Northern Ireland now has two political cultures, an eastern ‘republic’ and western ‘principality’

Machiavelli in his famous handbook for democratic survival The Prince divided all states into either republics or principalities. The former were easily overrun, but hard to retain. With the latter once conquered, there is great ease in holding it. 

This morning, Northern Ireland has two distinct political cultures. East of the Bann where voters will not tolerate any failure in their politicians, whereas in the west and south where no matter who is standing, the Sinn Fein brand has become everything.

Sinn Féin’s Dáire Hughes, for example, had never won an election before. Though a former mayor of the defunct Newry and Mourne Council he was co-opted and appointed by the party, and didn’t run in the last local elections. That’s real dominance.

It may come to something when the winner of the night in Northern Ireland comes back with the same number of seats. That would be to ignore the fact that Sinn Féín are a hop skip and jump from total dominance of one whole half of Northern Ireland.

They finally put Fermanagh and South Tyrone beyond all doubt. And in Foyle and East Londonderry the party also served notice that they are breathing down the necks of the SDLP leader and the one remaining Unionist MP west of the Bann.

Pat Cullen MP paid tribute to her predecessor an emotional Michelle Gildernew cradled between Michelle O’Neill and Mary Lou McDonnell, a reminder that the other half of their calculated risk in running her in the European elections met a different fate.

One sharp observer (close to Slugger) noted that whilst the SDLP protested public faith in their South Down candidate, MLA Colin McGrath, would build on the challenge of Michael Savage (who left politics for a ‘real’ job) it wasn’t in their final email.

That party set out to hold what they had, much like Sinn Fein, but unlike Sinn Fein they had no serious plans for attack. Given how low they have been in the polls, this was a sensible strategy. Such seats are a huge resource lifeline for small parties.

Whilst the west moves towards a rather happy single party monopoly the eastern end of Northern Ireland remains chaotic, competitive and unpredictable. All four of the seats I’d marked red in my notes for RTÉ’s overnight coverage did not disappoint.

But I had no idea that Ian Paisley would finally face the recall election he dodged a few years ago when he received a 30-day suspension of DUP MP over holidays worth £50,000 that he failed to declare in the HoC register. They waited and got him.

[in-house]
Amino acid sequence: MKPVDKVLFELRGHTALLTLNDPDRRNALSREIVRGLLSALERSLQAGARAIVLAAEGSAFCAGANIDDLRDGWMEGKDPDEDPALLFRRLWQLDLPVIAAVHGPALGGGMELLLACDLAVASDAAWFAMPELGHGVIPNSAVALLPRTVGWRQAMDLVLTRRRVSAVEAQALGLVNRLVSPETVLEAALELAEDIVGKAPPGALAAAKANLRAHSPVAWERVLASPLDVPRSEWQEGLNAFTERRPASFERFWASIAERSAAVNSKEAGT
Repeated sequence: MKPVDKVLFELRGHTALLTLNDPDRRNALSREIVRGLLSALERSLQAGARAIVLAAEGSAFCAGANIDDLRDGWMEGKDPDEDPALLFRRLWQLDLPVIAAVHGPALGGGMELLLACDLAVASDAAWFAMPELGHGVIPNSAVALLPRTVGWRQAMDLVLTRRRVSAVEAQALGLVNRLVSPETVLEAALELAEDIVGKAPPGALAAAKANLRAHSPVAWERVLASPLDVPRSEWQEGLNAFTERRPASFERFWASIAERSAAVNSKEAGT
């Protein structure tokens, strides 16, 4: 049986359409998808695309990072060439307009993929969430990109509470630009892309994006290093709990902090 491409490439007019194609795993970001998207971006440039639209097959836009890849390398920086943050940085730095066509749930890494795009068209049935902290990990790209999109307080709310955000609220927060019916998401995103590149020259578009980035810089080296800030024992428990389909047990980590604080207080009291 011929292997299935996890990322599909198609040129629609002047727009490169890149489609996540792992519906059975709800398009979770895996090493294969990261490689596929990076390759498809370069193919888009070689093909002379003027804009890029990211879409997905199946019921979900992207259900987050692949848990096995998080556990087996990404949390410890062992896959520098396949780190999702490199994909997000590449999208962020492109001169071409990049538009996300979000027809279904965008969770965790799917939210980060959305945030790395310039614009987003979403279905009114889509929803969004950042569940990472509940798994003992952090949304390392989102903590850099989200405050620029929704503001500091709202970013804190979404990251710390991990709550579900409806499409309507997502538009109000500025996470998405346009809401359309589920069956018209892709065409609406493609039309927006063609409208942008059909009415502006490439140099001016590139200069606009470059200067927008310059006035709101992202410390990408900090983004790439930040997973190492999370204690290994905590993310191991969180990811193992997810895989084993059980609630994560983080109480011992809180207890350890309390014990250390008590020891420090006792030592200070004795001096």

Though on my red list of changeable seats was I sure that Sorcha Eastwood would rollover all three of the main unionist parties to become Lagan Valley’s first non unionist and first woman MP.  As it turned out, it compensated for the loss of North Down.

The money will be useful as will, ironically, not losing the leader to Westminster. Although Naomi Long lost quite handily to the DUP leader in East Belfast it could well have proven to be a radical inconvenience to have to run the party from London.

There are two Northern Irelands now: in the south and west a closed shop that endures tiny episodic challenges to the hegemony of Sinn Fein, and an east where a struggle between parties with liberal and conservative values duke it out.

Michelle O’Neill mentons change. But the significant change factor is not her successful consolidation of the Sinn Fein vote, but that in the more populous east, small ‘u’ unionist voters will merrily throw any politician who displeases them under the bus.

That’s not a divide, it’s a gulf. While small ‘u’ unionists are not afraid of a United Ireland nor will they buy any old pig in a poke. Ironically perhaps (though perhaps not) by Machiavelli’s measure the east behaves like a republic and the west a principality.

Consolidation (whilst impressive in this case) is not change The monoculture of the west can be a comfort zone that makes those who rely upon them ill equipped for ‘republicans’ who see no party nor politician they won’t tear down when it merits it.

Jim Allister and Alex Easton, two former DUP public representatives who split with the party for very different reasons both agreed that unionism needed to come together. In Jim’s case, only if they agree he was right about the Irish Sea border.

It only makes sense under the First Past the Post system. STV PR allows for a degree of co-habitation and fragmentation without damaging the overall outcome. It is likely to fall on deaf ears as the population continues to enjoy its new found power.

Starmer’s uber disciplined landslide on a tiny percentage of the popular vote, paid off one, through a laser tight focus on key constituencies and two because the Tories were not only tragically divided internally, but then externally busted by Reform.

Last word to that most unlikely of ‘new testament’ prophets, Gregory Campbell, “we must build a better future for our people”, both “those we agree with and those we disagree with.” Beastliness has a place in politics, but it’s not the vote winner it once was.

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